Tag Archives: Personal Essays

Thinking outside the laundry bin


CC photo “Down at Every Laundromat in Town” courtesy of hjhipster on Flickr


THERE’S A coin-operated laundry room in the building where I live. Each load, washer and dryer, is $1.75. That’s $3.50 for a full, wash-and-dry cycle. The machine-mounted coin collector has one slot for loonies (that’s a one-dollar-coin, for you non-Canadians) and one slot for quarters.

Yes, it sounds like the beginning of a math quiz. But in reality this a tale about human psychology.

For three years, I’ve been buying rolls of quarters and loonies from the bank to feed the laundry machines. Because there is a slot for both loonies and quarters, I enter my $1.75 in the form of one looney and three quarters. I’ve done it this way every time, for three years.

The coin tray is regularly raided for soft drinks, bus fare, coffee, and other items. Every day pockets are emptied, and coins are deposited in the tray. Eventually either the looney or quarter supply is depleted. The dollar coins are typically the first to go, leaving behind a bunch of quarters.

That’s what happened recently. So I go to the nearby convenience store to rebalance the quarter-looney ratio, because it’s one looney and three quarters to do a load of laundry. And all I have is a tray of measly quarters.

Have you spotted the fallacy I’ve been under for three years? It’s obvious once someone points it out to you, as it was pointed out to me this week.

It’s not one looney and three quarters to do laundry, it’s $1.75.

One of my family members came up with the idea. What if we just took the quarters and put 7 of them into the machine? The answer, of course, is that you get to do a load of laundry. No loonies required.

It’s remarkable to me that a household of highly-educated people could have missed this for so long. Talk about the obvious. And yet a machine with one slot for quarters and one for loonies has a subliminal ambiguity built into it. Is this a system which provides options, or is it delineating the requirements? Sub-consciouly we had decided upon the latter: there’s a slot for loonies and quarters because 1+3 is the inviolable rule.

It got me wondering about how many versions of this I’m living in my life, right now. Where else am I unnecessarily putting loonies and quarters into slots, metaphorically speaking? What else am I doing uncritically, mechanically, unconsciously? How many insights, breakthroughs, leaps, mind expansions, and personal liberations could I be effecting?

The lesson I’ve drawn is that opportunity is all around. What is required is a mindset that is ever-vigilant, always on the lookout for a new and better way: a mental attitude that says “don’t limit yourself by tacitly accepting things as they are.” There is always another way, if you go looking for it.

I Envy You, Lucky Stupid People


NOW THAT CANADA’S ten-month Winter season is over, and it’s finally almost sort-of kinda like Spring-ish, everyone is outside. The smokers are spending more time than in recent months out on the fire escape of my building, chatting with one another about the issues of the day: how to make your hair smell nice, who said what about who on Facebook (like omg!) and how amazing Katy Perry is. Yes, it’s like having C-SPAN and Noam Chomsky and Foreign Policy Magazine, all on the other side of the thin wall that separates me from my neighbors.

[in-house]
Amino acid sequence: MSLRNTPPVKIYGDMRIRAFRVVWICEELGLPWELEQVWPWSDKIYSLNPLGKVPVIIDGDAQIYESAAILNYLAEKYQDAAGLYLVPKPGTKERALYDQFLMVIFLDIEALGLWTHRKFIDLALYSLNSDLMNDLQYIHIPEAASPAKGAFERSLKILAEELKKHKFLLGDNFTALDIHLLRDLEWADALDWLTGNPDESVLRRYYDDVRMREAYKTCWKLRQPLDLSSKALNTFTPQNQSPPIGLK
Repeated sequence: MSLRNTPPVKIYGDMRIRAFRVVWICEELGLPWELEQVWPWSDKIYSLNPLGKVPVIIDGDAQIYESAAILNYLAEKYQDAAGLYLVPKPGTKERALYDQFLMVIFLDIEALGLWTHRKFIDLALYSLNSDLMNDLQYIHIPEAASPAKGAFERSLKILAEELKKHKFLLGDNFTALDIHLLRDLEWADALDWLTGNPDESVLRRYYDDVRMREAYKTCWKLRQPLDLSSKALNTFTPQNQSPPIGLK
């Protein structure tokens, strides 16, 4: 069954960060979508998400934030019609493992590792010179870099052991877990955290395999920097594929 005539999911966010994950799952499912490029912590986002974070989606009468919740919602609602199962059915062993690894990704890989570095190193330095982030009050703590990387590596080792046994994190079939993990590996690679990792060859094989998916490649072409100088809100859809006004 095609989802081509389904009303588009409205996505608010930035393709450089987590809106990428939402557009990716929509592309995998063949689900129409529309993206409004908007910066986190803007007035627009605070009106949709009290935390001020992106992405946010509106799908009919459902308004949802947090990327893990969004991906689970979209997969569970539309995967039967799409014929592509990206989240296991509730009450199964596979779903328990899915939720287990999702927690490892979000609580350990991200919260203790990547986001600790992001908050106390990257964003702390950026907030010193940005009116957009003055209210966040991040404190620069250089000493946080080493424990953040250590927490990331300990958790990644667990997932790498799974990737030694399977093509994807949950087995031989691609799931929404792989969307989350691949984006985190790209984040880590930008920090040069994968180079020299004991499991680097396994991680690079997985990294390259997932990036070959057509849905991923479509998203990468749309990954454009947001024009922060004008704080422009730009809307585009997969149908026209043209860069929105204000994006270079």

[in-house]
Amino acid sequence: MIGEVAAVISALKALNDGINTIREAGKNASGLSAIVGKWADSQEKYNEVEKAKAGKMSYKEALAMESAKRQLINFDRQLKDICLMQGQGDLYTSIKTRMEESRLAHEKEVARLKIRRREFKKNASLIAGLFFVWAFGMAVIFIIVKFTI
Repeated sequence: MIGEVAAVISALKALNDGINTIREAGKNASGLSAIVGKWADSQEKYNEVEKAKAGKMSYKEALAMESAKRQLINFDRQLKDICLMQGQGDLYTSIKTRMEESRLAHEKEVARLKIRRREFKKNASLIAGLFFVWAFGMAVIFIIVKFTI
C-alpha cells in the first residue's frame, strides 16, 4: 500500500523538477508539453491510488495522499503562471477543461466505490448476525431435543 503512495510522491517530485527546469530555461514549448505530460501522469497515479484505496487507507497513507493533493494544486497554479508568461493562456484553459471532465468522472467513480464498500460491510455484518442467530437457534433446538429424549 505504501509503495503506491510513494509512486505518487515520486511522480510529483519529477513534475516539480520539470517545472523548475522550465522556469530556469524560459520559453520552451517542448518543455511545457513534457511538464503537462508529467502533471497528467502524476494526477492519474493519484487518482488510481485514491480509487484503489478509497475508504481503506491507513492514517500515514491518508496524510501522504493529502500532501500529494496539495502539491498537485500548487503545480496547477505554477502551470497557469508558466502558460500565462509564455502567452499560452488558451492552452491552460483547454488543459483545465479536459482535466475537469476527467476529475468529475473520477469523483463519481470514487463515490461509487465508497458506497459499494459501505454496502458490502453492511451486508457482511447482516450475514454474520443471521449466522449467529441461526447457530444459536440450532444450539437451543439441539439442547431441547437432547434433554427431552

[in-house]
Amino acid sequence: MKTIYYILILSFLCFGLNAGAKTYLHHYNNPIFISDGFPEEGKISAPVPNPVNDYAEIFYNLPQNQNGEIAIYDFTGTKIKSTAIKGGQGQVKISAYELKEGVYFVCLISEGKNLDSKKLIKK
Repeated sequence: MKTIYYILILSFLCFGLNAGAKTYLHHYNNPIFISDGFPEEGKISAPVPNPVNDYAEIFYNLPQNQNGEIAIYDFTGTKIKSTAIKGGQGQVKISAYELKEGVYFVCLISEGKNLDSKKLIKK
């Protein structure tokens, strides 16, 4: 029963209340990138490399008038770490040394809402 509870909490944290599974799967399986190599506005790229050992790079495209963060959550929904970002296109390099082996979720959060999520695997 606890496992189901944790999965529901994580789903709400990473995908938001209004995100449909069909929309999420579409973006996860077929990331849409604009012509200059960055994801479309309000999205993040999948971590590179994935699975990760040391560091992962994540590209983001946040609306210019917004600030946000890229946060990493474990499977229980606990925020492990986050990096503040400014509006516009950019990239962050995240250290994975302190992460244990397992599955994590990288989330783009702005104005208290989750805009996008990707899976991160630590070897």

Conversation and the Writer’s Voice


A TOPIC CAN BE both vast and yet reducible to the most simple of terms. Here’s an example: a writer is a person who does things with words. Whether her goal is to inform, deceive, terrify, entertain, charm, persuade or seduce, a writer will have to do it with words. A reader, also, has nothing but words from which to cultivate the pictures, emotions and experiences which are ‘in’ the text. A writer’s voice is a big topic, but the topic does indeed rest upon these objects called words. And words alone.

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A Pleasure to Meet You, Ideal Reader


I WAS ASKED the other day who I imagined my ideal reader to be. “Well,” I answered – “I hadn’t really thought about that.” Not exactly a stellar reply, I know. Of course I had a half-formed, all-wispy-like inkling of my readers. Tween girls, not on the list. Marxist-Leninists? Not so much. The Nobel Literature Prize Review Board and the editors of Vanity Fair? Hell yes … one day. Well, now I’m curious – just who is my IDEAL reader?

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The Return of the Fountain Pen

Wahl-Eversharp Doric in Kashmir, c. 1931

Above: a Wahl-Eversharp Doric in the colour “Kashmir,” c. 1931, after a restoration.

FOR YEARS I’ve been restoring old fountain pens. As I’ve written elsewhere, I enjoy writing with this now anachronistic instrument — and in fact I’ve used a fountain pen for so long that they may not yet have fallen out of favour when I bought my first (a Sheaffer No-Nonsense) in the late 1970s.

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The Key Concept


HANS KÜNG, in his book Theology for the Third Millennium: An Ecumenical View, records the satirical line about the late-Renaissance pope Julius II — the Warrior Pope — in which the commissioner of Michelangelo’s infamous Sistine Chapel ceiling inserts the keys to his treasure vault into the locks barring entrance to heaven’s gate and is thereby denied.

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Death by Exposure

EARLIER IN THE WEEK, journalist Nate Thayer posted an entry to his website titled “A Day in the Life of a Freelance Journalist — 2013.” Now, this is not any old journalist we’re talking about. Nate Thayer has written for dozens of highly regarded publications. He’s won meaningful and serious awards for his investigative journalism. The man interviewed Pol Pot.

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